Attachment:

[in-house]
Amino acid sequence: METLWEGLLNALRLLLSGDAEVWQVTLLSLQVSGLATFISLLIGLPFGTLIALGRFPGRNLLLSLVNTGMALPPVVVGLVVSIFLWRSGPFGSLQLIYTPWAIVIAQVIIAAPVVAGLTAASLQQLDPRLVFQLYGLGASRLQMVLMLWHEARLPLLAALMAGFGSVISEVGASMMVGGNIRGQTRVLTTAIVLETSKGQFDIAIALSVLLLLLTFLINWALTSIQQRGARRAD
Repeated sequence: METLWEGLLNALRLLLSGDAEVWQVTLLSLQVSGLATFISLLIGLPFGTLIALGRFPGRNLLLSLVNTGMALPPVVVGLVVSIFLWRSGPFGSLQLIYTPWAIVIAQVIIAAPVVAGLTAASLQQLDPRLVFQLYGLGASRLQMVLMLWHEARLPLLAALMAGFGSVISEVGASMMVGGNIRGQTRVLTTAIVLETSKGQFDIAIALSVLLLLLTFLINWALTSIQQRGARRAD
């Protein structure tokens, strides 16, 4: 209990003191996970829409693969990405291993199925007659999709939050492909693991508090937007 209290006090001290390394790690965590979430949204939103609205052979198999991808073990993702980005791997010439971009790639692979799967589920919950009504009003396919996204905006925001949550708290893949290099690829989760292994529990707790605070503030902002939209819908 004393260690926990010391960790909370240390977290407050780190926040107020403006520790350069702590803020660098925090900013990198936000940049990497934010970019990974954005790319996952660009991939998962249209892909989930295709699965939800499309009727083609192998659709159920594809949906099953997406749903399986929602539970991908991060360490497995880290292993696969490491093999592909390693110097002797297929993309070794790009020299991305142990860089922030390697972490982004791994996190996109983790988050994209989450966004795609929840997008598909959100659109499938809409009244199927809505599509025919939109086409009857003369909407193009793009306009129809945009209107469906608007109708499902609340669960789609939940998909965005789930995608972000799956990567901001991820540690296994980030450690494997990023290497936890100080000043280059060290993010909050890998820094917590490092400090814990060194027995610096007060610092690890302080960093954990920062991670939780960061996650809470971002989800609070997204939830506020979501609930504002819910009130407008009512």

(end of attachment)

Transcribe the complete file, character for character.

[in-house]
Amino acid sequence: METLWEGLLNALRLLLSGDAEVWQVTLLSLQVSGLATFISLLIGLPFGTLIALGRFPGRNLLLSLVNTGMALPPVVVGLVVSIFLWRSGPFGSLQLIYTPWAIVIAQVIIAAPVVAGLTAASLQQLDPRLVFQLYGLGASRLQMVLMLWHEARLPLLAALMAGFGSVISEVGASMMVGGNIRGQTRVLTTAIVLETSKGQFDIAIALSVLLLLLTFLINWALTSIQQRGARRAD
Repeated sequence: METLWEGLLNALRLLLSGDAEVWQVTLLSLQVSGLATFISLLIGLPFGTLIALGRFPGRNLLLSLVNTGMALPPVVVGLVVSIFLWRSGPFGSLQLIYTPWAIVIAQVIIAAPVVAGLTAASLQQLDPRLVFQLYGLGASRLQMVLMLWHEARLPLLAALMAGFGSVISEVGASMMVGGNIRGQTRVLTTAIVLETSKGQFDIAIALSVLLLLLTFLINWALTSIQQRGARRAD
């Protein structure tokens, strides 16, 4: 209990003191996970829409693969990405291993199925007659999709939050492909693991508090937007 209290006090001290390394790690965590979430949204939103609205052979198999991808073990993702980005791997010439971009790639692979799967589920919950009504009003396919996204905006925001949550708290893949290099690829989760292994529990707790605070503030902002939209819908 004393260690926990010391960790909370240390977290407050780190926040107020403006520790350069702590803020660098925090900013990198936000940049990497934010970019990974954005790319996952660009991939998962249209892909989930295709699965939800499309009727083609192998659709159920594809949906099953997406749903399986929602539970991908991060360490497995880290292993696969490491093999592909390693110097002797297929993309070794790009020299991305142990860089922030390697972490982004791994996190996109983790988050994209989450966004795609929840997008598909959100659109499938809409009244199927809505599509025919939109086409009857003369909407193009793009306009129809945009209107469906608007109708499902609340669960789609939940998909965005789930995608972000799956990567901001991820540690296994980030450690494997990023290497936890100080000043280059060290993010909050890998820094917590490092400090814990060194027995610096007060610092690890302080960093954990920062991670939780960061996650809470971002989800609070997204939830506020979501609930504002819910009130407008009512």